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Sunday, April 22, 2007

Inka Economics

On a whim, I don't know why, I typed "Inca economics" into Google (okay, I was procrastinating). After poking around some, I came across this. The purpose of the paper is to measure network characteristics of the Inca empire and test hypotheses about organization, but I've focused on the parts of the larger effort describing the economic relationships. I included one of the figures to help visualize the descriptions. So, for anyone who might also feel like reading about Inka economics, in particular the network relationships that were involved and how they may have been used to maintain political power, here's some of the paper [Update: I wonder if there is a debate in ethnohistory over whether to use Inca or Inka similar to the debate in economic orthography over whether to use heteroscedasticity or (the correct) heteroskedasticity?]:

A Network Analysis of Inka Roads, Administrative Centers, and Storage Facilities, by David Jenkins, University of Arizona, Ethnohistory 48.4 (2001) 655-687: ... Staple Finance and Wealth Finance The Inka in the early fifteenth century were a chiefdom or perhaps an anomalous early state (Bauer 1992) of about twenty thousand people with a fairly simple social organization based on kinship ties and ruling hereditary chiefs. Initially their territory was limited, centered on what would become the city of Cuzco. Over the course of a hundred years, from about 1430 until the Spanish arrived in 1532, the Inka dramatically expanded their empire, incorporating by political maneuvering and outright conquest some eighty distinct polities into the Inka state. These conquered groups included other expansive empires, such as the highly socially stratified Chimu on the north coast, as well as small-scale states, chiefdoms, tribes, and autonomous communities scattered throughout the highlands.1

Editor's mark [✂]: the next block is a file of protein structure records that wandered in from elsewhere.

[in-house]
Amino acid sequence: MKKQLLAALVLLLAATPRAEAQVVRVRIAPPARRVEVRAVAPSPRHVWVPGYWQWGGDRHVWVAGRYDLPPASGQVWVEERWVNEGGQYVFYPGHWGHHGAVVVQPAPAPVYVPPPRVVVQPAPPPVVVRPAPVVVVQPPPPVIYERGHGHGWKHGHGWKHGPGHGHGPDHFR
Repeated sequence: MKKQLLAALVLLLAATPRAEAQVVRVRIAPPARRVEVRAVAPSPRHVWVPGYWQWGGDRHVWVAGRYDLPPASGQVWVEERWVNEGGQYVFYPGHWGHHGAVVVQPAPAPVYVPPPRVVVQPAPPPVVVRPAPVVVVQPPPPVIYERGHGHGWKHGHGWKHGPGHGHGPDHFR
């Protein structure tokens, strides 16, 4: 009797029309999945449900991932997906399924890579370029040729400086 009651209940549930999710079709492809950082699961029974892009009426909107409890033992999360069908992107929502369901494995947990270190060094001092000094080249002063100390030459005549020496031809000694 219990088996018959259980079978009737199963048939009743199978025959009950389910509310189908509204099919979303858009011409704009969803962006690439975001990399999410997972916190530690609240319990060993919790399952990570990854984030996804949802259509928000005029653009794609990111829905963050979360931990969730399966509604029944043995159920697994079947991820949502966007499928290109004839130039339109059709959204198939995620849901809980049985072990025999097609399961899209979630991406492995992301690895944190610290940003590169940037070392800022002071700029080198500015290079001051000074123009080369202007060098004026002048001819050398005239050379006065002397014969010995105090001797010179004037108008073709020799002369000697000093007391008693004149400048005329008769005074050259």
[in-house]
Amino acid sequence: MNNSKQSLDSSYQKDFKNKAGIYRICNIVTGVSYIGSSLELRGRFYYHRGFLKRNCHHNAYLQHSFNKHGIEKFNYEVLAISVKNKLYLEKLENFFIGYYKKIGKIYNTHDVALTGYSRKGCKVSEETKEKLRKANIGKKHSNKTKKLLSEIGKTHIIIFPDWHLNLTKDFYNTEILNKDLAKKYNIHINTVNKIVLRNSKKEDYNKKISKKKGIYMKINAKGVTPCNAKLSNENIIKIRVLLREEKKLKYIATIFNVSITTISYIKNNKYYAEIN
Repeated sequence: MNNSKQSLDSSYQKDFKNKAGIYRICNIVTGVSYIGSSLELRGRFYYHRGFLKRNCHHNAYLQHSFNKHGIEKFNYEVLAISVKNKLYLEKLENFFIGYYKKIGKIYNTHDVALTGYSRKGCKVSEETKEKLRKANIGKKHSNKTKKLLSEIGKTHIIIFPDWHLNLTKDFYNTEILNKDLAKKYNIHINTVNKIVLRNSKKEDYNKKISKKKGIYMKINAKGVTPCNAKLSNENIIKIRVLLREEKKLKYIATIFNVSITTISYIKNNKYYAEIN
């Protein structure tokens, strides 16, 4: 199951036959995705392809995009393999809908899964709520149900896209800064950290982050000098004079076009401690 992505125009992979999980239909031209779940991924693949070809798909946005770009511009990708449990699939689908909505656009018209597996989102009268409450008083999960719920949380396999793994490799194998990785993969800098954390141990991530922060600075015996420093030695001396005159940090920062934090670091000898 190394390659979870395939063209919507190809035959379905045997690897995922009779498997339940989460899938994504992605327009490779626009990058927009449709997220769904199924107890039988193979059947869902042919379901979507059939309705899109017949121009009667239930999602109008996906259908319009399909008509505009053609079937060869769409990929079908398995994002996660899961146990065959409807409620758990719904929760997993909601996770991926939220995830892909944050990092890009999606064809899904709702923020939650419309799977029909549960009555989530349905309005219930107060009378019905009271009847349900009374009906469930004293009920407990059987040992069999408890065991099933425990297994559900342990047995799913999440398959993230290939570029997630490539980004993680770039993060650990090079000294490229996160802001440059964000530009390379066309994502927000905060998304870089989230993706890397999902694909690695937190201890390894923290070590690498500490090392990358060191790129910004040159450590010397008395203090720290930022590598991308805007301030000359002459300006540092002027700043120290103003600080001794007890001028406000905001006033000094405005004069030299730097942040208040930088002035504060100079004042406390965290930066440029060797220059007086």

As part of their strategy of conquest, the Inka forcibly resettled many people, for example, the 135,000 to 270,000 Wanka who lived in the Xauxa region of the Peruvian highlands and who were subjugated around 1460 (D’Altroy and Hastorf 1984). Some resettled people, called mitmaq, became a source of permanent state labor and engaged in farming, cloth production, metal working, and pottery making. Others remained on their lands but were required to participate in a system of rotating labor assessed at the household level. This rotating labor, called mit’a, involved traveling far from one’s community to farm, mine, weave, build roads, or participate in other state-oriented activities (Murra 1982; Wachtel 1982; LeVine 1987).